Mattel’s latest Barbie has just gone on sale. The ‘Barbie Career of the Year Robotics Engineer Doll’ shows how the company is getting serious about science.
The first Barbie went on sale 59 years and has tried out over 200 careers. In 2018 the latest version is kitted out with a laptop, tiny robot and of course safety glasses.
Ironically, Barbie is often singled out as a sexiest toy but has been busting stereotypes since her inception. In the 1960’s Barbie was an astronaut before Neil Armstrong even landed on the moon. She has been a CEO, served in the military and played in just about every professional sport.
Mattel has produced ‘science’ themed dolls before (this will be the third Barbie with a computer science focus) but this version is a bit different. Alongside the doll he company has put together a workbook and partnered with Tynker.com to actually teach a child to code.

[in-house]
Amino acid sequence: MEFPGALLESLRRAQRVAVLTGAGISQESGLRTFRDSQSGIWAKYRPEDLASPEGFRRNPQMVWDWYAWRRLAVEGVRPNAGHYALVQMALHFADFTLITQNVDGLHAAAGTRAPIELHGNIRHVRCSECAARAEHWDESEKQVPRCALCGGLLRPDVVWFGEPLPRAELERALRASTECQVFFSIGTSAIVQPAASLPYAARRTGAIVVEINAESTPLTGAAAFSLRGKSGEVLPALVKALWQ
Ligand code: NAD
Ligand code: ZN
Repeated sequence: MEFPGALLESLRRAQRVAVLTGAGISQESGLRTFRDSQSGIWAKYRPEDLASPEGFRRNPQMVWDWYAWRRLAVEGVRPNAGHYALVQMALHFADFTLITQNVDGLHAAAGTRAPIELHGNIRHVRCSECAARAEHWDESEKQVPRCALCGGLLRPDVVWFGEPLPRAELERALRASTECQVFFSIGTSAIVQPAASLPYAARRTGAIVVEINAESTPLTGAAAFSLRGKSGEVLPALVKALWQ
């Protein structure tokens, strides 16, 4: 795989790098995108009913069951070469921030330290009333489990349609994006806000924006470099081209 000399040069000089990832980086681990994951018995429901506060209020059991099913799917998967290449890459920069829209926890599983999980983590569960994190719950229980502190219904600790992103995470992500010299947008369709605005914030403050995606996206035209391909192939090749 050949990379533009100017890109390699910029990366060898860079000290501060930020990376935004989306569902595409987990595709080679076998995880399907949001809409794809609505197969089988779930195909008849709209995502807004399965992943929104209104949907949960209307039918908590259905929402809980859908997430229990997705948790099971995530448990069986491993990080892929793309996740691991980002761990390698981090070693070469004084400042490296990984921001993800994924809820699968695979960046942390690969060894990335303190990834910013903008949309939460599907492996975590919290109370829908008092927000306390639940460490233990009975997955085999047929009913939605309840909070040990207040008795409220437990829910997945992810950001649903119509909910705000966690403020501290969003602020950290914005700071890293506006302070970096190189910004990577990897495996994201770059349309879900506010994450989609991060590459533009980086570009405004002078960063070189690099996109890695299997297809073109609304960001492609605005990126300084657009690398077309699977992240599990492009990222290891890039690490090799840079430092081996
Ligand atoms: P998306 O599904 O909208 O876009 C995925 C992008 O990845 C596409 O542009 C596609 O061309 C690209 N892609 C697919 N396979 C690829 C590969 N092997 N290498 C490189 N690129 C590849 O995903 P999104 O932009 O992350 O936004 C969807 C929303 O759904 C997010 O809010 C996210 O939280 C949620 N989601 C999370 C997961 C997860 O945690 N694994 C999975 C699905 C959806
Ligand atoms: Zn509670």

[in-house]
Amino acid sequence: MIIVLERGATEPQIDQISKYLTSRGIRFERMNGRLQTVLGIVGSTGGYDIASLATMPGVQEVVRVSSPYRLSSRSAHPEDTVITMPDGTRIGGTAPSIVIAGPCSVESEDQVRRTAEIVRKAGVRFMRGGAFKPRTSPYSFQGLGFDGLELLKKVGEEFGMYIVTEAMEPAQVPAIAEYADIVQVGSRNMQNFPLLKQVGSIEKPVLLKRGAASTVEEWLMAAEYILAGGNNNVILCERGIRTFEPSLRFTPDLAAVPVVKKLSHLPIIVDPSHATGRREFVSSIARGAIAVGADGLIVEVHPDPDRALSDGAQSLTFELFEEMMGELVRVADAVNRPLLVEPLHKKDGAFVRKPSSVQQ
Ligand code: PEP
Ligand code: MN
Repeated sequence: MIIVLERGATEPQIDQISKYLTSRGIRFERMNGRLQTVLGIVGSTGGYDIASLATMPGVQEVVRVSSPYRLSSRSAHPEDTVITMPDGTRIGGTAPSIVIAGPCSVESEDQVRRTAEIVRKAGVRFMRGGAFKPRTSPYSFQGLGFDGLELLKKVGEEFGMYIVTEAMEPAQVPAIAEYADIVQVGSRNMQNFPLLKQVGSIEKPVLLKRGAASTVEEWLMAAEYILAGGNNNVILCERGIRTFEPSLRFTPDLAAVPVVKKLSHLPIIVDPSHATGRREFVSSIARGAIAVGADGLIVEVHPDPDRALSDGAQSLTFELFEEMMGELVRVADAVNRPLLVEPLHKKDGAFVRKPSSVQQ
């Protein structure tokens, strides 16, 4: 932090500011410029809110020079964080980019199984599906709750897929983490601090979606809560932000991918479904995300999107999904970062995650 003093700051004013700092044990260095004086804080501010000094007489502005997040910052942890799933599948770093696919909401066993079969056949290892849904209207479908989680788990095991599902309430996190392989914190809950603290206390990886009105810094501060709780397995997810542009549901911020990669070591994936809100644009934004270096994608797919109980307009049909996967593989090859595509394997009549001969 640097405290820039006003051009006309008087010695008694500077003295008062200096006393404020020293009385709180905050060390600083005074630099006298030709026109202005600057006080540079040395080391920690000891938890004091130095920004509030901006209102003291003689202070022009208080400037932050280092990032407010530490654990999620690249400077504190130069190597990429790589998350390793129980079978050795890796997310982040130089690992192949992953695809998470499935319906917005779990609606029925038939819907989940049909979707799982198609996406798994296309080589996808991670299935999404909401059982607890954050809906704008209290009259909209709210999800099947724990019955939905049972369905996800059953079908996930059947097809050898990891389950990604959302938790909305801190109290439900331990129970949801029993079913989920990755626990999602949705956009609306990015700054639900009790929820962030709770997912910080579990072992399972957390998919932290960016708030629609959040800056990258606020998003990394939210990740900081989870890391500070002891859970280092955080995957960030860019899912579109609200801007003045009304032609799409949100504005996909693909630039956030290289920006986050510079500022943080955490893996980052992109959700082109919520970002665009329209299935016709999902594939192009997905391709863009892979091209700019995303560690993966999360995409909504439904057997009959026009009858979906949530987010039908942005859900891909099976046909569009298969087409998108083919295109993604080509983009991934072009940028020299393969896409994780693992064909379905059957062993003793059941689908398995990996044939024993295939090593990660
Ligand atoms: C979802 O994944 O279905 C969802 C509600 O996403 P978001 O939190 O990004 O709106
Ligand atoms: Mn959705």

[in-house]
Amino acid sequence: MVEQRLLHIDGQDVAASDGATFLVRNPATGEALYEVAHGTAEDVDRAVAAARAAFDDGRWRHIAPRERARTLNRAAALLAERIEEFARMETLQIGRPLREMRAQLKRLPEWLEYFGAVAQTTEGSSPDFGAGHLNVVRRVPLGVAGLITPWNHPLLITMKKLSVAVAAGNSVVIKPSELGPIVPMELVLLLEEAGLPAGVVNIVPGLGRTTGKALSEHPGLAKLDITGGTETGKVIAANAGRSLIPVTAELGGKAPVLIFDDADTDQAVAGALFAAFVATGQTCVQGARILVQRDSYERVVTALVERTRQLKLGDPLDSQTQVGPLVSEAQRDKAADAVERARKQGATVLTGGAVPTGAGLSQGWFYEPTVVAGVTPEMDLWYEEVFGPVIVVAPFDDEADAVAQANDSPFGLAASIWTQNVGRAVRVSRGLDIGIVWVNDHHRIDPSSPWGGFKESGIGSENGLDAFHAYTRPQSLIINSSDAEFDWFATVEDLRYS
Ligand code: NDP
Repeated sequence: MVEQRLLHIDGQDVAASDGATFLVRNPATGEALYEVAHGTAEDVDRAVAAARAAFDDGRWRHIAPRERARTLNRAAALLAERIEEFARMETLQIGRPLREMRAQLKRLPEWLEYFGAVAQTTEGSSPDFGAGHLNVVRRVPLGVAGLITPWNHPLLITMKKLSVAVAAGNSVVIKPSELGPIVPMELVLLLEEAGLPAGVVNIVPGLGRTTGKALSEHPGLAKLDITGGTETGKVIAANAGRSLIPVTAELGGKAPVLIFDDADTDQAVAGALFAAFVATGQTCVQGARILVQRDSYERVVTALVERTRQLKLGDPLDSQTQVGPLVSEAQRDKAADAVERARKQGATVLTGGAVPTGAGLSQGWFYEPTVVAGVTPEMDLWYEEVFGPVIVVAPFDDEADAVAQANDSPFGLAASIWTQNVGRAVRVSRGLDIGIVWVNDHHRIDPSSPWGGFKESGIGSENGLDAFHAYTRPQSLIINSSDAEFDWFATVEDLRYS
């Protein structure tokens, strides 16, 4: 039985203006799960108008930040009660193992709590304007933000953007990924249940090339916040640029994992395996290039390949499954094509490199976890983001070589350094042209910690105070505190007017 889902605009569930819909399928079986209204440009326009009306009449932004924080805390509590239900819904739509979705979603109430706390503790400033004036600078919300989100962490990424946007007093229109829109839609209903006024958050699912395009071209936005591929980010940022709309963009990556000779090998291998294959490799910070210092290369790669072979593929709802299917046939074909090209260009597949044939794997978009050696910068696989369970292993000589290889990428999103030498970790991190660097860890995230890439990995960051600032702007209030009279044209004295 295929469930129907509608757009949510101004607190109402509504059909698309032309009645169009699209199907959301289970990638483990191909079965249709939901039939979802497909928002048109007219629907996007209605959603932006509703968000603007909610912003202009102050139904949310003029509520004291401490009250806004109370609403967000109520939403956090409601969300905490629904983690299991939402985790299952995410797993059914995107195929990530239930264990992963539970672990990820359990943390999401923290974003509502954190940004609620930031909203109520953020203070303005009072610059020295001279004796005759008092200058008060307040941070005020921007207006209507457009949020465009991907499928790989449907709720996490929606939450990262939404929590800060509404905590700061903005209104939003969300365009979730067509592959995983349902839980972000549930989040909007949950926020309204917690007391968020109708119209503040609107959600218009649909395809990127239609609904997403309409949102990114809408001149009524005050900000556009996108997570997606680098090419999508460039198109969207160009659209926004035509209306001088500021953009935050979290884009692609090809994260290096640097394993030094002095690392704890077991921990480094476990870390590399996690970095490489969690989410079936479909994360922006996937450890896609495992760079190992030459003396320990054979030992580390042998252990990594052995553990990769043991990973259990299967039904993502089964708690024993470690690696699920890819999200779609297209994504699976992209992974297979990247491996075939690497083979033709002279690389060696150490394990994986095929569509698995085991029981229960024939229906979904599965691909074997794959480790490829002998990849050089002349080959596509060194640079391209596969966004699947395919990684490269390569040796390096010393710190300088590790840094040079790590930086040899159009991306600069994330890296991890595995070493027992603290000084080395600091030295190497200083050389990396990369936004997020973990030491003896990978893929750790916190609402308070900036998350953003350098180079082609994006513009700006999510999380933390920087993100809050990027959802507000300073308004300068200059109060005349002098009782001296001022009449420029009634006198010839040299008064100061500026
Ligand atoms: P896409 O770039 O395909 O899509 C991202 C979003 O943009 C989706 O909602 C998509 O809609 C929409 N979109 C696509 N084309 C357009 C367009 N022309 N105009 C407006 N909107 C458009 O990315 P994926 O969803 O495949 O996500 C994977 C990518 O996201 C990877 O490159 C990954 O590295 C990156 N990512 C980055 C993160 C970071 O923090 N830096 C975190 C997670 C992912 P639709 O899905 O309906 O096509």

While encouraging a career in STEM is to be encouraged; the companies motives are almost certainly driven by a boom in STEM-themed toys. STEM toys have seen a rise in sales in the last 5 years and there has been a big boom in STEM subscription boxes (where parents can pay for a new set of STEM educational sets each month at a flat rate).
Women are still underrepresented across the STEM field worldwide though and Mattel is in a unique to change attitudes.
We always have this issue in how do we get more females involved in engineering and STEM and technical skills… For us it gave them the inspiration, let them know they can do this and then give them some steps to get them started. So we know that they progressively grow and they are the employees that we hire in the next decade to fill the STEM-type jobs that are so critical. Mattel CTO Sven Gerje
A companion ebook has also been produced called “Code Camp for Barbie and Friends”. This explains the basic concepts behind coding and demonstrates them in everyday situations.
Mattel is expected to produce more STEM-themed Barbies as demand grows. Regardless of how you feel about the iconic doll, normalising a career in STEM is a good thing for everyone.